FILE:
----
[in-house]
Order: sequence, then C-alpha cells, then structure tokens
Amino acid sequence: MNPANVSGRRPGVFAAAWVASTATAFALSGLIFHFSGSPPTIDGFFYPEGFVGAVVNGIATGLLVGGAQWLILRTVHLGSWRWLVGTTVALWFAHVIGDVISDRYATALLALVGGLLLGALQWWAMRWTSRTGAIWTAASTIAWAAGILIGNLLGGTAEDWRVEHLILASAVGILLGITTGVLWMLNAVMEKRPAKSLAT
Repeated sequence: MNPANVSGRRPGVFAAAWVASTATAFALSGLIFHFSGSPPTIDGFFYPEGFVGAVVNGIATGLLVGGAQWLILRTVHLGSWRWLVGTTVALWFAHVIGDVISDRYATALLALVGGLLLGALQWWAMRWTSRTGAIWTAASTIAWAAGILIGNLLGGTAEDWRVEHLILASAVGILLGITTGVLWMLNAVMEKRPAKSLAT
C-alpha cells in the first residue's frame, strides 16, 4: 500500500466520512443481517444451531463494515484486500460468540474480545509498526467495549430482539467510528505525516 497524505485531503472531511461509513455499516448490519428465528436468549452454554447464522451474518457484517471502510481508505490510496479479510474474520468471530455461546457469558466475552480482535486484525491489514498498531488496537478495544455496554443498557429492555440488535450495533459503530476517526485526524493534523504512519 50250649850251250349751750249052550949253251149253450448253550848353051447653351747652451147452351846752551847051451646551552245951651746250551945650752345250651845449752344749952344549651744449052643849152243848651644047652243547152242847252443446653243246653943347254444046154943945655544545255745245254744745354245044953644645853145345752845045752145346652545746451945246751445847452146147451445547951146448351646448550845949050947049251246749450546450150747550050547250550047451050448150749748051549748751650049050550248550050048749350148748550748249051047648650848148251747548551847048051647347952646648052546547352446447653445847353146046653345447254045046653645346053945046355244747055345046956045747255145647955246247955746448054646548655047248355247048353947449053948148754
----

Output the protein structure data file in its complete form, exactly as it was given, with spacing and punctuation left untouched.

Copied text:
[in-house]
Order: sequence, then C-alpha cells, then structure tokens
Amino acid sequence: MNPANVSGRRPGVFAAAWVASTATAFALSGLIFHFSGSPPTIDGFFYPEGFVGAVVNGIATGLLVGGAQWLILRTVHLGSWRWLVGTTVALWFAHVIGDVISDRYATALLALVGGLLLGALQWWAMRWTSRTGAIWTAASTIAWAAGILIGNLLGGTAEDWRVEHLILASAVGILLGITTGVLWMLNAVMEKRPAKSLAT
Repeated sequence: MNPANVSGRRPGVFAAAWVASTATAFALSGLIFHFSGSPPTIDGFFYPEGFVGAVVNGIATGLLVGGAQWLILRTVHLGSWRWLVGTTVALWFAHVIGDVISDRYATALLALVGGLLLGALQWWAMRWTSRTGAIWTAASTIAWAAGILIGNLLGGTAEDWRVEHLILASAVGILLGITTGVLWMLNAVMEKRPAKSLAT
C-alpha cells in the first residue's frame, strides 16, 4: 500500500466520512443481517444451531463494515484486500460468540474480545509498526467495549430482539467510528505525516 497524505485531503472531511461509513455499516448490519428465528436468549452454554447464522451474518457484517471502510481508505490510496479479510474474520468471530455461546457469558466475552480482535486484525491489514498498531488496537478495544455496554443498557429492555440488535450495533459503530476517526485526524493534523504512519 50250649850251250349751750249052550949253251149253450448253550848353051447653351747652451147452351846752551847051451646551552245951651746250551945650752345250651845449752344749952344549651744449052643849152243848651644047652243547152242847252443446653243246653943347254444046154943945655544545255745245254744745354245044953644645853145345752845045752145346652545746451945246751445847452146147451445547951146448351646448550845949050947049251246749450546450150747550050547250550047451050448150749748051549748751650049050550248550050048749350148748550748249051047648650848148251747548551847048051647347952646648052546547352446447653445847353146046653345447254045046653645346053945046355244747055345046956045747255145647955246247955746448054646548655047248355247048353947449053948148754